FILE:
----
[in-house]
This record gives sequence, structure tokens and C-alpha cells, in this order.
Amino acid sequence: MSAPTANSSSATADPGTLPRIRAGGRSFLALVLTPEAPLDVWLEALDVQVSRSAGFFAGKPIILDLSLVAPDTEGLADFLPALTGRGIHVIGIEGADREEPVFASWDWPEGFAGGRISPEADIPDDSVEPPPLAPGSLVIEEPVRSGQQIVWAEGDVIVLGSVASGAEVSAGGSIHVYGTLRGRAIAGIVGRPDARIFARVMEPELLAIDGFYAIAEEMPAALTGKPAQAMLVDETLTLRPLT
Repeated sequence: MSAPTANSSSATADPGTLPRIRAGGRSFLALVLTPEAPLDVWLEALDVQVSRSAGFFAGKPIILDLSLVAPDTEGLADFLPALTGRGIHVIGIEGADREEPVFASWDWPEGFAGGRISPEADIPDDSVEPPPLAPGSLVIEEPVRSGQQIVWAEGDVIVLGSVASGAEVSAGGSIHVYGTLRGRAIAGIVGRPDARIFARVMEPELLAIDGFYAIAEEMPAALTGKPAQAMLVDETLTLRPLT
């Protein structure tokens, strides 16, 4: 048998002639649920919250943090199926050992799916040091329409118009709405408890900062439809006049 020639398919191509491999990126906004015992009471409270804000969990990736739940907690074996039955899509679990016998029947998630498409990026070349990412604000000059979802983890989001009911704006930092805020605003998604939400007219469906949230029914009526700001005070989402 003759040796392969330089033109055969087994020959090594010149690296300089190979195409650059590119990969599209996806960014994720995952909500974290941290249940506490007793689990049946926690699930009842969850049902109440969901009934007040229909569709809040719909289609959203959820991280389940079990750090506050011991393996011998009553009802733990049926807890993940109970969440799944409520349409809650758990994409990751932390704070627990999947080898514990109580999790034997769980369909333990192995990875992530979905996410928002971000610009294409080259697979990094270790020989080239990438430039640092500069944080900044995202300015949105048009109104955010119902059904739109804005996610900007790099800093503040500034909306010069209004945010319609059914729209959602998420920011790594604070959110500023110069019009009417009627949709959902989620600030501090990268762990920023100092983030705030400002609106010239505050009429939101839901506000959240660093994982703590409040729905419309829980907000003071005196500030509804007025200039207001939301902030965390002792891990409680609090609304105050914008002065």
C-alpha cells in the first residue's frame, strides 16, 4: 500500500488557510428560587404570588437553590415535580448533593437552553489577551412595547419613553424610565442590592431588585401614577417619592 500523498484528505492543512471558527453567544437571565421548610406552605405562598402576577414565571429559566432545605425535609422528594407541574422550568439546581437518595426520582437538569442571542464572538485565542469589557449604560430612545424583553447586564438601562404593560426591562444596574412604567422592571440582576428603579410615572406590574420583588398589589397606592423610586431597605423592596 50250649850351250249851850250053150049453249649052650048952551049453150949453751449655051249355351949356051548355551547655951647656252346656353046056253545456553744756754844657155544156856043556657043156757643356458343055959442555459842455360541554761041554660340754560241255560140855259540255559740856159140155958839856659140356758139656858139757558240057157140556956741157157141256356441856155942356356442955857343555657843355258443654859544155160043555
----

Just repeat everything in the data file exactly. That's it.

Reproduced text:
[in-house]
This record gives sequence, structure tokens and C-alpha cells, in this order.
Amino acid sequence: MSAPTANSSSATADPGTLPRIRAGGRSFLALVLTPEAPLDVWLEALDVQVSRSAGFFAGKPIILDLSLVAPDTEGLADFLPALTGRGIHVIGIEGADREEPVFASWDWPEGFAGGRISPEADIPDDSVEPPPLAPGSLVIEEPVRSGQQIVWAEGDVIVLGSVASGAEVSAGGSIHVYGTLRGRAIAGIVGRPDARIFARVMEPELLAIDGFYAIAEEMPAALTGKPAQAMLVDETLTLRPLT
Repeated sequence: MSAPTANSSSATADPGTLPRIRAGGRSFLALVLTPEAPLDVWLEALDVQVSRSAGFFAGKPIILDLSLVAPDTEGLADFLPALTGRGIHVIGIEGADREEPVFASWDWPEGFAGGRISPEADIPDDSVEPPPLAPGSLVIEEPVRSGQQIVWAEGDVIVLGSVASGAEVSAGGSIHVYGTLRGRAIAGIVGRPDARIFARVMEPELLAIDGFYAIAEEMPAALTGKPAQAMLVDETLTLRPLT
């Protein structure tokens, strides 16, 4: 048998002639649920919250943090199926050992799916040091329409118009709405408890900062439809006049 020639398919191509491999990126906004015992009471409270804000969990990736739940907690074996039955899509679990016998029947998630498409990026070349990412604000000059979802983890989001009911704006930092805020605003998604939400007219469906949230029914009526700001005070989402 003759040796392969330089033109055969087994020959090594010149690296300089190979195409650059590119990969599209996806960014994720995952909500974290941290249940506490007793689990049946926690699930009842969850049902109440969901009934007040229909569709809040719909289609959203959820991280389940079990750090506050011991393996011998009553009802733990049926807890993940109970969440799944409520349409809650758990994409990751932390704070627990999947080898514990109580999790034997769980369909333990192995990875992530979905996410928002971000610009294409080259697979990094270790020989080239990438430039640092500069944080900044995202300015949105048009109104955010119902059904739109804005996610900007790099800093503040500034909306010069209004945010319609059914729209959602998420920011790594604070959110500023110069019009009417009627949709959902989620600030501090990268762990920023100092983030705030400002609106010239505050009429939101839901506000959240660093994982703590409040729905419309829980907000003071005196500030509804007025200039207001939301902030965390002792891990409680609090609304105050914008002065």
C-alpha cells in the first residue's frame, strides 16, 4: 500500500488557510428560587404570588437553590415535580448533593437552553489577551412595547419613553424610565442590592431588585401614577417619592 500523498484528505492543512471558527453567544437571565421548610406552605405562598402576577414565571429559566432545605425535609422528594407541574422550568439546581437518595426520582437538569442571542464572538485565542469589557449604560430612545424583553447586564438601562404593560426591562444596574412604567422592571440582576428603579410615572406590574420583588398589589397606592423610586431597605423592596 50250649850351250249851850250053150049453249649052650048952551049453150949453751449655051249355351949356051548355551547655951647656252346656353046056253545456553744756754844657155544156856043556657043156757643356458343055959442555459842455360541554761041554660340754560241255560140855259540255559740856159140155958839856659140356758139656858139757558240057157140556956741157157141256356441856155942356356442955857343555657843355258443654859544155160043555